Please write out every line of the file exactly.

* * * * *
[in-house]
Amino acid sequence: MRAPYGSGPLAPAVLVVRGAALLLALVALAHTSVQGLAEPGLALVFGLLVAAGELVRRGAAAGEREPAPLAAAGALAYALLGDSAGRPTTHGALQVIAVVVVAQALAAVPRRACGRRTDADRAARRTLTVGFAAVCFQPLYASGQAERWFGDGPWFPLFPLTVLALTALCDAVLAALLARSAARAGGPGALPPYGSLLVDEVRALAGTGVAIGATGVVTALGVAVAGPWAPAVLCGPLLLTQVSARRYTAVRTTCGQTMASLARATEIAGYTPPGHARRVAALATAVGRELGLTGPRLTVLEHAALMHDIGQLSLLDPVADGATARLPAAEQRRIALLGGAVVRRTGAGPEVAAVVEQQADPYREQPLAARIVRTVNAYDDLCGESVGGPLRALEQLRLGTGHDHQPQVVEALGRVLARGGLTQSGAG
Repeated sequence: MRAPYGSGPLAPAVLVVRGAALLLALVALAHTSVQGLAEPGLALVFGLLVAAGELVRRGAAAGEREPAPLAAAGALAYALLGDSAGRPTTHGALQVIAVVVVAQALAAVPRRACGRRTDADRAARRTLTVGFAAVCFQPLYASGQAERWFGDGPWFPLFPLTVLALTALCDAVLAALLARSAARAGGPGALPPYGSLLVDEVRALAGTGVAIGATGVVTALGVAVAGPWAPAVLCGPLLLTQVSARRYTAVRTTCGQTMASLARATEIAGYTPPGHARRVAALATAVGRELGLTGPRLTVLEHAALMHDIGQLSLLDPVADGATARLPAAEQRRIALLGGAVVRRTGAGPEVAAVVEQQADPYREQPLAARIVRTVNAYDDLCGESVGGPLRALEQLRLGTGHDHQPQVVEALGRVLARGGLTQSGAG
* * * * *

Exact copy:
[in-house]
Amino acid sequence: MRAPYGSGPLAPAVLVVRGAALLLALVALAHTSVQGLAEPGLALVFGLLVAAGELVRRGAAAGEREPAPLAAAGALAYALLGDSAGRPTTHGALQVIAVVVVAQALAAVPRRACGRRTDADRAARRTLTVGFAAVCFQPLYASGQAERWFGDGPWFPLFPLTVLALTALCDAVLAALLARSAARAGGPGALPPYGSLLVDEVRALAGTGVAIGATGVVTALGVAVAGPWAPAVLCGPLLLTQVSARRYTAVRTTCGQTMASLARATEIAGYTPPGHARRVAALATAVGRELGLTGPRLTVLEHAALMHDIGQLSLLDPVADGATARLPAAEQRRIALLGGAVVRRTGAGPEVAAVVEQQADPYREQPLAARIVRTVNAYDDLCGESVGGPLRALEQLRLGTGHDHQPQVVEALGRVLARGGLTQSGAG
Repeated sequence: MRAPYGSGPLAPAVLVVRGAALLLALVALAHTSVQGLAEPGLALVFGLLVAAGELVRRGAAAGEREPAPLAAAGALAYALLGDSAGRPTTHGALQVIAVVVVAQALAAVPRRACGRRTDADRAARRTLTVGFAAVCFQPLYASGQAERWFGDGPWFPLFPLTVLALTALCDAVLAALLARSAARAGGPGALPPYGSLLVDEVRALAGTGVAIGATGVVTALGVAVAGPWAPAVLCGPLLLTQVSARRYTAVRTTCGQTMASLARATEIAGYTPPGHARRVAALATAVGRELGLTGPRLTVLEHAALMHDIGQLSLLDPVADGATARLPAAEQRRIALLGGAVVRRTGAGPEVAAVVEQQADPYREQPLAARIVRTVNAYDDLCGESVGGPLRALEQLRLGTGHDHQPQVVEALGRVLARGGLTQSGAG